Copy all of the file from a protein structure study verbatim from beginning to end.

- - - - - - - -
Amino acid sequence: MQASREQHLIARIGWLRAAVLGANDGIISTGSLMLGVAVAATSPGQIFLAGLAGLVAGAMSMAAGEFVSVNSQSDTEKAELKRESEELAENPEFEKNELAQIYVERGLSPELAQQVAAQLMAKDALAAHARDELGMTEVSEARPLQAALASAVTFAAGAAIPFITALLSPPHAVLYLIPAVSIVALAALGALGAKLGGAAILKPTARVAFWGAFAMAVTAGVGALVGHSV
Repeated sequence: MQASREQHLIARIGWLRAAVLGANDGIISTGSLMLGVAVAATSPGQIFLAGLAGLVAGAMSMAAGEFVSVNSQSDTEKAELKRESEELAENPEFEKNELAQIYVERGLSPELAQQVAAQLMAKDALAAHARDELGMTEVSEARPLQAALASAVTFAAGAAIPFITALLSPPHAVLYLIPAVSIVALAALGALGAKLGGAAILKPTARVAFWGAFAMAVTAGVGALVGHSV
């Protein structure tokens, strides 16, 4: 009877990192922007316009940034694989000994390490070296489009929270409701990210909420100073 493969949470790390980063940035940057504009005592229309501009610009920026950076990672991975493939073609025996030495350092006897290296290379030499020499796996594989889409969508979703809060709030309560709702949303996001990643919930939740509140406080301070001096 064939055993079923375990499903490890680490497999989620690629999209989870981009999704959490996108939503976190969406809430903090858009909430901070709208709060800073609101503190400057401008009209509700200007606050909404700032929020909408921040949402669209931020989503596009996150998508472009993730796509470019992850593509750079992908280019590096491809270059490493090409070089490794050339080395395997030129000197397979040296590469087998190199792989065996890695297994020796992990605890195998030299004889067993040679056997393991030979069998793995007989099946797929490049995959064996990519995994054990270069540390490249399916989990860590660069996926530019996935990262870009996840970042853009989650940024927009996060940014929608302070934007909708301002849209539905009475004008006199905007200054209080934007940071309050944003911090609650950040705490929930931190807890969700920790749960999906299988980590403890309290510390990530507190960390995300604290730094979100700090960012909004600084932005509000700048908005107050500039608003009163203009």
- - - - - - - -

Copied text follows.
Amino acid sequence: MQASREQHLIARIGWLRAAVLGANDGIISTGSLMLGVAVAATSPGQIFLAGLAGLVAGAMSMAAGEFVSVNSQSDTEKAELKRESEELAENPEFEKNELAQIYVERGLSPELAQQVAAQLMAKDALAAHARDELGMTEVSEARPLQAALASAVTFAAGAAIPFITALLSPPHAVLYLIPAVSIVALAALGALGAKLGGAAILKPTARVAFWGAFAMAVTAGVGALVGHSV
Repeated sequence: MQASREQHLIARIGWLRAAVLGANDGIISTGSLMLGVAVAATSPGQIFLAGLAGLVAGAMSMAAGEFVSVNSQSDTEKAELKRESEELAENPEFEKNELAQIYVERGLSPELAQQVAAQLMAKDALAAHARDELGMTEVSEARPLQAALASAVTFAAGAAIPFITALLSPPHAVLYLIPAVSIVALAALGALGAKLGGAAILKPTARVAFWGAFAMAVTAGVGALVGHSV
């Protein structure tokens, strides 16, 4: 009877990192922007316009940034694989000994390490070296489009929270409701990210909420100073 493969949470790390980063940035940057504009005592229309501009610009920026950076990672991975493939073609025996030495350092006897290296290379030499020499796996594989889409969508979703809060709030309560709702949303996001990643919930939740509140406080301070001096 064939055993079923375990499903490890680490497999989620690629999209989870981009999704959490996108939503976190969406809430903090858009909430901070709208709060800073609101503190400057401008009209509700200007606050909404700032929020909408921040949402669209931020989503596009996150998508472009993730796509470019992850593509750079992908280019590096491809270059490493090409070089490794050339080395395997030129000197397979040296590469087998190199792989065996890695297994020796992990605890195998030299004889067993040679056997393991030979069998793995007989099946797929490049995959064996990519995994054990270069540390490249399916989990860590660069996926530019996935990262870009996840970042853009989650940024927009996060940014929608302070934007909708301002849209539905009475004008006199905007200054209080934007940071309050944003911090609650950040705490929930931190807890969700920790749960999906299988980590403890309290510390990530507190960390995300604290730094979100700090960012909004600084932005509000700048908005107050500039608003009163203009």